Principles and arguments of various kinds, and derived from different sources, induced him to adopt this opinion, seemingly as chimerical as it was new and extraordinary. The spherical figure of the earth was known, and its magnitude ascertained with some degree of accuracy. From this it was evident, that the continents of Europe, Asia, and Africa, as far as they were known at that time, formed but a small portion of the terraqueous globe. It was suitable to our ideas concerning the wisdom and beneficence of the Author of Nature, to believe that the vast space, still unexplored, was not covered entirely by a waste unprofitable ocean, but occupied by countries fit for the habitation of man. It appeared likewise extremely probable, that the continent, on this side of the globe, was balanced by a porportional quantity of land in the other hemisphere. These conclusions concerning the existence of another continent, drawn from the figure and structure of the globe, were confirmed by the observations and conjectures of modern navigators. A 3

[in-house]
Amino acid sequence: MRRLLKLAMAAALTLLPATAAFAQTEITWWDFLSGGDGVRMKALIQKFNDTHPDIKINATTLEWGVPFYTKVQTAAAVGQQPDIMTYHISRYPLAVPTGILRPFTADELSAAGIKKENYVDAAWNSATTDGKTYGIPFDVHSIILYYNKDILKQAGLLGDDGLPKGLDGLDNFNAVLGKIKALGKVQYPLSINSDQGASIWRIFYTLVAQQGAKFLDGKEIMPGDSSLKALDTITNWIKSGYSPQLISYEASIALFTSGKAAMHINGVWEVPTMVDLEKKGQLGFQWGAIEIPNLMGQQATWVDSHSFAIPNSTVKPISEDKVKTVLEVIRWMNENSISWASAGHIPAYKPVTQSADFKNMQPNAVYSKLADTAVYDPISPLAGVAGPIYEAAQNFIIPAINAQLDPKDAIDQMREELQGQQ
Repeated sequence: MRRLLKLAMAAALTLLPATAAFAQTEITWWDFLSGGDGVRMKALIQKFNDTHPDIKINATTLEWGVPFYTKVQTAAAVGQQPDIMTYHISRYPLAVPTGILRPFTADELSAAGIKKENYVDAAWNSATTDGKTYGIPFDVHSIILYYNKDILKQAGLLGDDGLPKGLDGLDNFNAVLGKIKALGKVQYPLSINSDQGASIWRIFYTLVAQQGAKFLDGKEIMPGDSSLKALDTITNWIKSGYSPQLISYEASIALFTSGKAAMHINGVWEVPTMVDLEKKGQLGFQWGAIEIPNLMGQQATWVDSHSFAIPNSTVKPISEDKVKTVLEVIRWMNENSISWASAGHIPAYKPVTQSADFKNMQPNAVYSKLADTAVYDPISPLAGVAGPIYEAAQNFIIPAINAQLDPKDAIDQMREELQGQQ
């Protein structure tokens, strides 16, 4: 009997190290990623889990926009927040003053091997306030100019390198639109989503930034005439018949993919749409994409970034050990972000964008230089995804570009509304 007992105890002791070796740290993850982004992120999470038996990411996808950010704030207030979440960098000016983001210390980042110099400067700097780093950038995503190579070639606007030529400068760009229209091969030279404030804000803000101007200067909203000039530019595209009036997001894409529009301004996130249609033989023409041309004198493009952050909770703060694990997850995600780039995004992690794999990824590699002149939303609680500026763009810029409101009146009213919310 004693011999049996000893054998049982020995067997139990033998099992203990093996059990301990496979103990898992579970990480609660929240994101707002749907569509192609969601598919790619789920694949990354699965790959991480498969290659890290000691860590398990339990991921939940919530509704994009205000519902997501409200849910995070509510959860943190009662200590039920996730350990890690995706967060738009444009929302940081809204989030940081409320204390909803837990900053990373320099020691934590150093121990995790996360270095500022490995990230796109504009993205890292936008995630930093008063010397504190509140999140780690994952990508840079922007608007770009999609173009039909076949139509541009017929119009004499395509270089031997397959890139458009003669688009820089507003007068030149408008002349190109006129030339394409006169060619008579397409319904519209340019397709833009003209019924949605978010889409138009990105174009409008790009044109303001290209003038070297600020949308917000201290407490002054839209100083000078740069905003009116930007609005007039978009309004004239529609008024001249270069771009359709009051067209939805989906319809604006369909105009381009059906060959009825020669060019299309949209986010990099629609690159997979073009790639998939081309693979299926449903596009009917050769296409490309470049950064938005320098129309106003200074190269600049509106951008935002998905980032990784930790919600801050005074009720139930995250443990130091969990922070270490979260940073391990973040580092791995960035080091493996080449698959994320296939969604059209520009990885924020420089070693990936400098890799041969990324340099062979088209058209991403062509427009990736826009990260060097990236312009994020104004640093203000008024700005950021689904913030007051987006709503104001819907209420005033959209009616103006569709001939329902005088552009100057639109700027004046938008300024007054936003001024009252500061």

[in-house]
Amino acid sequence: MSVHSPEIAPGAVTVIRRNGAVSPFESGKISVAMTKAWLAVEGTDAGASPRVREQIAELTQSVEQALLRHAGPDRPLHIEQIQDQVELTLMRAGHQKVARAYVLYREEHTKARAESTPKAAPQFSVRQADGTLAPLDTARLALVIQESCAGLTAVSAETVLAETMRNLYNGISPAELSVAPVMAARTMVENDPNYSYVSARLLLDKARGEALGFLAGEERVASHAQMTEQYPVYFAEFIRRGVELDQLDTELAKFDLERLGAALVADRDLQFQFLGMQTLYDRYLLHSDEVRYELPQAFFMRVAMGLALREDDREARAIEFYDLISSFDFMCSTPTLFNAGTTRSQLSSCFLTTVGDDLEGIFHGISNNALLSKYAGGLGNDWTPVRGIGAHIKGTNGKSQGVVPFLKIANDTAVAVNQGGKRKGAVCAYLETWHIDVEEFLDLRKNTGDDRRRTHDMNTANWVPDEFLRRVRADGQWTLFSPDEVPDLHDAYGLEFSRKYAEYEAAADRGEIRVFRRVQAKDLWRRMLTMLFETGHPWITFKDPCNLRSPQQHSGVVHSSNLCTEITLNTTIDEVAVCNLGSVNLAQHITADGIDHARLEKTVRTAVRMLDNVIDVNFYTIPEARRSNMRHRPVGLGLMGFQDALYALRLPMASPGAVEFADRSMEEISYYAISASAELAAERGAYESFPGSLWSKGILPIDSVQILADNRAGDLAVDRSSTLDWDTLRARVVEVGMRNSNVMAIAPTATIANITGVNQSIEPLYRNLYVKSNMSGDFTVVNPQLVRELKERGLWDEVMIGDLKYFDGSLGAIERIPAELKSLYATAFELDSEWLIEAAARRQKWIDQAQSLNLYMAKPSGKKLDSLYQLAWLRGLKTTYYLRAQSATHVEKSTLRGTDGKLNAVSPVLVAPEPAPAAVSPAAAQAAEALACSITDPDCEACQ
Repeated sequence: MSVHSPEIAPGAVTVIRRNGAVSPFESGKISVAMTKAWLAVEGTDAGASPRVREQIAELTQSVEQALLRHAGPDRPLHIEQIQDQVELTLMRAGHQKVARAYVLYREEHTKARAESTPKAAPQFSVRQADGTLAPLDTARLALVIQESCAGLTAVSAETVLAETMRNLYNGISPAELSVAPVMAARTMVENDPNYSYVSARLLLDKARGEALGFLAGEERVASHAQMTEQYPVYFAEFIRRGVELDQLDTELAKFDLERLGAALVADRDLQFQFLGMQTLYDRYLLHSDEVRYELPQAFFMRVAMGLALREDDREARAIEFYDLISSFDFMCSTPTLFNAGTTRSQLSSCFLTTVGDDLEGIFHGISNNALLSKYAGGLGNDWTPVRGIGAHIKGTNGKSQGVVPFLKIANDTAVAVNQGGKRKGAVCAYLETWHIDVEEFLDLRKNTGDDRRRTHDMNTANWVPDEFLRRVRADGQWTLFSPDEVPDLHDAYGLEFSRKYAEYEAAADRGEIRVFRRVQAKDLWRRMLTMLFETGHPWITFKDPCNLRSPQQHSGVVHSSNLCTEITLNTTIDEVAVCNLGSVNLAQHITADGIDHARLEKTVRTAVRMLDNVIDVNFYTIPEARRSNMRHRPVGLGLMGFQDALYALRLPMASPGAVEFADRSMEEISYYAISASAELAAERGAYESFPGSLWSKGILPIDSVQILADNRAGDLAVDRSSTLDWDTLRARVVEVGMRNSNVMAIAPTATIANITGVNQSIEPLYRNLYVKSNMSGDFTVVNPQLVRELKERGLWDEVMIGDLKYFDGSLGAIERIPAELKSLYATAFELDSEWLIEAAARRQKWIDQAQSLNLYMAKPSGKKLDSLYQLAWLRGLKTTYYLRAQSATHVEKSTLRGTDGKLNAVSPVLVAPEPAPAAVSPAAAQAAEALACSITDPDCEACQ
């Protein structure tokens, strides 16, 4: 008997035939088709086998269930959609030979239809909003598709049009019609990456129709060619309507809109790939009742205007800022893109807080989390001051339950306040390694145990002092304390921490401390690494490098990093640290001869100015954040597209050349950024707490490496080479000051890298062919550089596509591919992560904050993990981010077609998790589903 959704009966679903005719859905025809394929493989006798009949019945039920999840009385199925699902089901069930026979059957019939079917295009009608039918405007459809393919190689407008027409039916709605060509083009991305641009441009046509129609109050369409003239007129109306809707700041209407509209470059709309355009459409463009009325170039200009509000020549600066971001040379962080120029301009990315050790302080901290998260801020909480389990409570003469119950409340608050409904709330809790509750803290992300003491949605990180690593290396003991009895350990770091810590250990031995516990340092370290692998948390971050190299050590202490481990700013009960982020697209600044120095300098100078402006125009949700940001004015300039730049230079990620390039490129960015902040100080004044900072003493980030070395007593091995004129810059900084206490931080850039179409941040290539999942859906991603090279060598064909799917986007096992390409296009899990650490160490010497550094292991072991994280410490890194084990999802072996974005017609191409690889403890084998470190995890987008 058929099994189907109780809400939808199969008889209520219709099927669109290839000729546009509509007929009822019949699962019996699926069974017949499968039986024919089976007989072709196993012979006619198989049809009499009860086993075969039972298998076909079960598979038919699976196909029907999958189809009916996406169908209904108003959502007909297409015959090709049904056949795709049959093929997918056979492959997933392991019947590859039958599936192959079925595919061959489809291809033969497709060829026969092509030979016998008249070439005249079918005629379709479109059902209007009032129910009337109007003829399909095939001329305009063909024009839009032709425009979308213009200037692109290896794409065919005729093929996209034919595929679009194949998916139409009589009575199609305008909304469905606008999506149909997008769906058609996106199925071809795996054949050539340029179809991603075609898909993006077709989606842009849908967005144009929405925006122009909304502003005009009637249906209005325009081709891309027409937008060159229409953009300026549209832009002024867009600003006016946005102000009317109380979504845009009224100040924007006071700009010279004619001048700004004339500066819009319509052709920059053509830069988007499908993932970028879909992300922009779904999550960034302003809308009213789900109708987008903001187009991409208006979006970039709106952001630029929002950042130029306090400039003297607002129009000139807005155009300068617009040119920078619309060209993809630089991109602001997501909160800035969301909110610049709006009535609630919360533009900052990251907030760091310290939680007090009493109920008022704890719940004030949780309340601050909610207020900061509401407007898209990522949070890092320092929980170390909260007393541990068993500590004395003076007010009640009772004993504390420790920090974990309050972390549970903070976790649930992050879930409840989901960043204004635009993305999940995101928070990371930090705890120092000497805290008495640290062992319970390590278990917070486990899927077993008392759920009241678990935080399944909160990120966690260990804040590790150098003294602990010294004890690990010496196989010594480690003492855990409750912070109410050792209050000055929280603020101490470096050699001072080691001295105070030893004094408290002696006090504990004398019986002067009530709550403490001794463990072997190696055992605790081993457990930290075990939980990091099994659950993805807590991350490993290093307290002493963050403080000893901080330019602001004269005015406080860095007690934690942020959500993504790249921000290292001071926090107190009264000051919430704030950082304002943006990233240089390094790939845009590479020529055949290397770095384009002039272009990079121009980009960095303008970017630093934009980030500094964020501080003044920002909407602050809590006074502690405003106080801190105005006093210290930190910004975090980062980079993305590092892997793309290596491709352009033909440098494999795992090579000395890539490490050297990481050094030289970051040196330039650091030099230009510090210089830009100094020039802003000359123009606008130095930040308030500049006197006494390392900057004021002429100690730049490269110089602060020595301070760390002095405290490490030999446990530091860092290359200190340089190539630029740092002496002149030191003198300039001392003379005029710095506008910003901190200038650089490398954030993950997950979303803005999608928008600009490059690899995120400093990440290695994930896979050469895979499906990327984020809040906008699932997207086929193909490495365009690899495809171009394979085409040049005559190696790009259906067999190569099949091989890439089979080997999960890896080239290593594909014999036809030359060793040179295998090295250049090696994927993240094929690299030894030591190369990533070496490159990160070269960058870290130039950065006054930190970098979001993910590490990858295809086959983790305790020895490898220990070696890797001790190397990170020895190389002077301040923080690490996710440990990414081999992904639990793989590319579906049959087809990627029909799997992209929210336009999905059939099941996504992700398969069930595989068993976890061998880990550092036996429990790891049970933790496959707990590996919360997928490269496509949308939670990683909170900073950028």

Portuguese Portuguese pilot, having stretched farther to the west than was usual at that time, took up a piece of timber artificially carved, floating upon the fea; and as it was driven towards him by a westerly wind, he concluded that it came from some unknown land, situated in that quarter. Columbus's brother-in-law had found, to the west of the Madeira isles, a piece of timber fashioned in the same manner, and brought by the same wind; and had seen likewise canes of an enormons size floating upon the waves, which resembled those described by Ptolemy, as productions peculiar to the East Indies. After a course of westerly winds, trees, torn up by the roots, were often driven upon the coasts of the Azores, and at one time the dead bodies of two men, with singular features, resembl. ing neither the inhabitants of Europe nor of Africa, were cast ashore there.